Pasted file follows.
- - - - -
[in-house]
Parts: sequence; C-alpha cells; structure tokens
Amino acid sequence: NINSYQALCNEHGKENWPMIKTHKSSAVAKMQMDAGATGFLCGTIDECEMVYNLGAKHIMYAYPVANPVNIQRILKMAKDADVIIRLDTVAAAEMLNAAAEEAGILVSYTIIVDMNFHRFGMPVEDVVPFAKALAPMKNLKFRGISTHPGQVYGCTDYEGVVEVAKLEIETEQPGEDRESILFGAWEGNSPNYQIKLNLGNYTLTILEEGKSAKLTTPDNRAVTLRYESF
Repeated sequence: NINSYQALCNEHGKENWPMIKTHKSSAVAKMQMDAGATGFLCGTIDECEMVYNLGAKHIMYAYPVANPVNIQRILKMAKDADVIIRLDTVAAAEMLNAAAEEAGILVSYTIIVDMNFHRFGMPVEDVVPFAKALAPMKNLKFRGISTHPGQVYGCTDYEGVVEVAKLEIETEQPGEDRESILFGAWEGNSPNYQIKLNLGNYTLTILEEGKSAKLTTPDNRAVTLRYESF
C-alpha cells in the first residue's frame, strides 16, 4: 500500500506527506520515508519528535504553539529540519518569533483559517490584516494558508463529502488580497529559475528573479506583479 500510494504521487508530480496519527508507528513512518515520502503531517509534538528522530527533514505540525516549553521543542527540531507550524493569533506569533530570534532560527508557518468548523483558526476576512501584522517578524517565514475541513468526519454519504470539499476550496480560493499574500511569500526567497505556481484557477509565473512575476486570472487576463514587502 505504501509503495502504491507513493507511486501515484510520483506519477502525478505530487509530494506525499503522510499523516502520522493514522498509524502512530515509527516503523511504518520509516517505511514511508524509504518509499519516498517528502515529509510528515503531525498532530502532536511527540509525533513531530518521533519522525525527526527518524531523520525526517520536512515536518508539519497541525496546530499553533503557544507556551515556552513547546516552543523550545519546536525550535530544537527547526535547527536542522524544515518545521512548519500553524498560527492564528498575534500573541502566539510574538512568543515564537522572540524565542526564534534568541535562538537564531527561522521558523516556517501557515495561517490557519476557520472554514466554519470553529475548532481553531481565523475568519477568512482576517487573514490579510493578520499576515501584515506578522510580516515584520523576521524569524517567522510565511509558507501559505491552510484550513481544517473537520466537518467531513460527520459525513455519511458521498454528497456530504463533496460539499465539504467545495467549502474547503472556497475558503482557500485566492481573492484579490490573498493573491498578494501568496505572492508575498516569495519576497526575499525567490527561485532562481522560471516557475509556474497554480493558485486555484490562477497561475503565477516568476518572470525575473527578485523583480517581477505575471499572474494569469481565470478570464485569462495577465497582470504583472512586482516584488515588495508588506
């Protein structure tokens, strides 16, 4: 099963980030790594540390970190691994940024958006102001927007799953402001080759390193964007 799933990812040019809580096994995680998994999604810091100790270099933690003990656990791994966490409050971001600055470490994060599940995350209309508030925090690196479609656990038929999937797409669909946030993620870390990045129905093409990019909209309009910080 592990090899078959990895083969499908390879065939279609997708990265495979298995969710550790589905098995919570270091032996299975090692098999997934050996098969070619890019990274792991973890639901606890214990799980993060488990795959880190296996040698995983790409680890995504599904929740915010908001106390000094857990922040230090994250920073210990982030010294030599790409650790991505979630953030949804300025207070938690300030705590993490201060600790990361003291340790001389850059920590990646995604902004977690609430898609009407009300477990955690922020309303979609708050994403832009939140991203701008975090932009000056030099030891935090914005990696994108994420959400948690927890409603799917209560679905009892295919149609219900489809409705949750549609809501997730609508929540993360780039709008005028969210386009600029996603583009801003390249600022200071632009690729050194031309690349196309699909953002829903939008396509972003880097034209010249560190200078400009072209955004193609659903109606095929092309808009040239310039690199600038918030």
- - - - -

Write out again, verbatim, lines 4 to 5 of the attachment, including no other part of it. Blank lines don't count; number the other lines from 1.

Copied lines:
Repeated sequence: NINSYQALCNEHGKENWPMIKTHKSSAVAKMQMDAGATGFLCGTIDECEMVYNLGAKHIMYAYPVANPVNIQRILKMAKDADVIIRLDTVAAAEMLNAAAEEAGILVSYTIIVDMNFHRFGMPVEDVVPFAKALAPMKNLKFRGISTHPGQVYGCTDYEGVVEVAKLEIETEQPGEDRESILFGAWEGNSPNYQIKLNLGNYTLTILEEGKSAKLTTPDNRAVTLRYESF
C-alpha cells in the first residue's frame, strides 16, 4: 500500500506527506520515508519528535504553539529540519518569533483559517490584516494558508463529502488580497529559475528573479506583479 500510494504521487508530480496519527508507528513512518515520502503531517509534538528522530527533514505540525516549553521543542527540531507550524493569533506569533530570534532560527508557518468548523483558526476576512501584522517578524517565514475541513468526519454519504470539499476550496480560493499574500511569500526567497505556481484557477509565473512575476486570472487576463514587502 505504501509503495502504491507513493507511486501515484510520483506519477502525478505530487509530494506525499503522510499523516502520522493514522498509524502512530515509527516503523511504518520509516517505511514511508524509504518509499519516498517528502515529509510528515503531525498532530502532536511527540509525533513531530518521533519522525525527526527518524531523520525526517520536512515536518508539519497541525496546530499553533503557544507556551515556552513547546516552543523550545519546536525550535530544537527547526535547527536542522524544515518545521512548519500553524498560527492564528498575534500573541502566539510574538512568543515564537522572540524565542526564534534568541535562538537564531527561522521558523516556517501557515495561517490557519476557520472554514466554519470553529475548532481553531481565523475568519477568512482576517487573514490579510493578520499576515501584515506578522510580516515584520523576521524569524517567522510565511509558507501559505491552510484550513481544517473537520466537518467531513460527520459525513455519511458521498454528497456530504463533496460539499465539504467545495467549502474547503472556497475558503482557500485566492481573492484579490490573498493573491498578494501568496505572492508575498516569495519576497526575499525567490527561485532562481522560471516557475509556474497554480493558485486555484490562477497561475503565477516568476518572470525575473527578485523583480517581477505575471499572474494569469481565470478570464485569462495577465497582470504583472512586482516584488515588495508588506